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Current Year Centre for Addiction
and Mental Health

Innovations in global mental health: three new projects launched

October 14, 2014 (Toronto) –Three new international partnerships involving the Centre for Addiction and Mental Health (CAMH) and local experts in Haiti, Peru and Kenya are aiming to bring effective, sustainable changes to alleviate mental health issues in low-resource settings.

In the three projects, funded by Grand Challenges Canada, researchers will introduce a culturally-adapted cognitive behaviour therapy (CBT) to spiritual leaders, implement a recovery-oriented anti-stigma initiative for health care workers, and develop a toolkit to support psychosocial recovery in social businesses.

A blended approach to mental health care in Haiti

In Haiti, spiritual and religious leaders provide the bulk of mental health care support to Haitians in an informal capacity. This project, led by Akwatu Khenti, director of CAMH’s Office of Transformative Global Health and Martineau Guerrier of Haiti’s National Commission Against Drugs, aims to introduce an evidence-based cognitive behavioural therapy (CBT), adapted for francophone Caribbeans, to Haitian spiritual and religious leaders. The team aims to show that training spiritual leaders to deliver this form of therapy is acceptable, feasible and improves symptoms among clients. The CBT had been adapted previously through CAMH. 

Blended approach to mental health in Haiti

Reducing stigma and promoting recovery-oriented practices in Peru

Health care providers’ stigmatizing attitudes and discriminatory behaviour can affect the recovery of people with mental health and substance use problems. Building upon a CAMH anti-stigma pilot project that ran in Toronto, project leads Dr. Ines Bustamante from Cayetano Heredia University and researcher Dr. Jaime Sapag from CAMH’s Office of Transformative Global Health will introduce a multi-faceted, recovery-oriented intervention among primary health care providers in Lima, Peru. Once validated, it is anticipated that the intervention could be implemented in other settings in Peru and the region.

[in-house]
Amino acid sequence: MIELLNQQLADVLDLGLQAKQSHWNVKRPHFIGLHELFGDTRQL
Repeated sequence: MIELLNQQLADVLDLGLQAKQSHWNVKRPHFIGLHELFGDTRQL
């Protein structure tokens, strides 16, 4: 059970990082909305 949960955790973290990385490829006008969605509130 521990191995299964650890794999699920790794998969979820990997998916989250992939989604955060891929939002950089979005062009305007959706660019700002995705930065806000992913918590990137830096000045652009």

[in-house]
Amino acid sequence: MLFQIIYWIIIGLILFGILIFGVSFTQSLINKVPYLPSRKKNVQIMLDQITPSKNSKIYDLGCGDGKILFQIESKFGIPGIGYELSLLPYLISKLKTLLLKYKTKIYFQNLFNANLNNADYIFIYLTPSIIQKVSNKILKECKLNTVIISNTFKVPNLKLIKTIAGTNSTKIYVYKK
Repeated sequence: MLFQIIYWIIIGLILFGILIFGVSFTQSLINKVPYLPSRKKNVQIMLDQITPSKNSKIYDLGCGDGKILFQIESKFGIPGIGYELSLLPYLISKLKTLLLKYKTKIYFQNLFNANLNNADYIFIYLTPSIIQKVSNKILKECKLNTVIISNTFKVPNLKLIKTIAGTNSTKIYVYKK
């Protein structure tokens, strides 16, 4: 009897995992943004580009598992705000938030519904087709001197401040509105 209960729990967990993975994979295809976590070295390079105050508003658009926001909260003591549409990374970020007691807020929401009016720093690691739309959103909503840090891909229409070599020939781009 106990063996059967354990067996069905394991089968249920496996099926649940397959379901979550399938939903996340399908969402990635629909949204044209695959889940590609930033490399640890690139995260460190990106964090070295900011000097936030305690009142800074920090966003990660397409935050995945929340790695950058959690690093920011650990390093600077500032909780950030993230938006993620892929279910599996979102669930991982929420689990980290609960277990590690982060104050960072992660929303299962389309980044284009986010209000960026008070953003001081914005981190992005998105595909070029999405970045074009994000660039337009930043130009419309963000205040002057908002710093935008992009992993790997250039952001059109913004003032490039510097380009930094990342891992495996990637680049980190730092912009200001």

Community recovery and entrepreneurism in Kenya

Social businesses are commercially-viable businesses that create employment for marginalized groups, including people with serious mental illness. This project, Community REcovery Achieved Through Entrepreneurism (CREATE), aims to strengthen recovery by combining the idea of social businesses with focused psychosocial rehabilitation practices and peer supports. Along with Dr. Arlene MacDougall of Western University and Dr. David Ndetei of the Africa Mental Health Foundation, CAMH scientist Dr. Sean Kidd will be developing best practices for rehabilitation in the form of a low-cost tool-kit for use at social businesses by community health workers and people with serious mental illnesses.

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The Centre for Addiction and Mental Health (CAMH) is Canada's largest mental health and addiction teaching hospital, as well as one of the world's leading research centres in its field. CAMH combines clinical care, research, education, policy development and health promotion to help transform the lives of people affected by mental health and addiction issues. CAMH is fully affiliated with the University of Toronto, and is a Pan American Health Organization/World Health Organization Collaborating Centre. For more information, please visit www.camh.ca

For further information:

Kate Richards
Media Relations
Centre for Addiction and Mental Health (CAMH)
416 535 8501 x36015
media@camh.ca 

 

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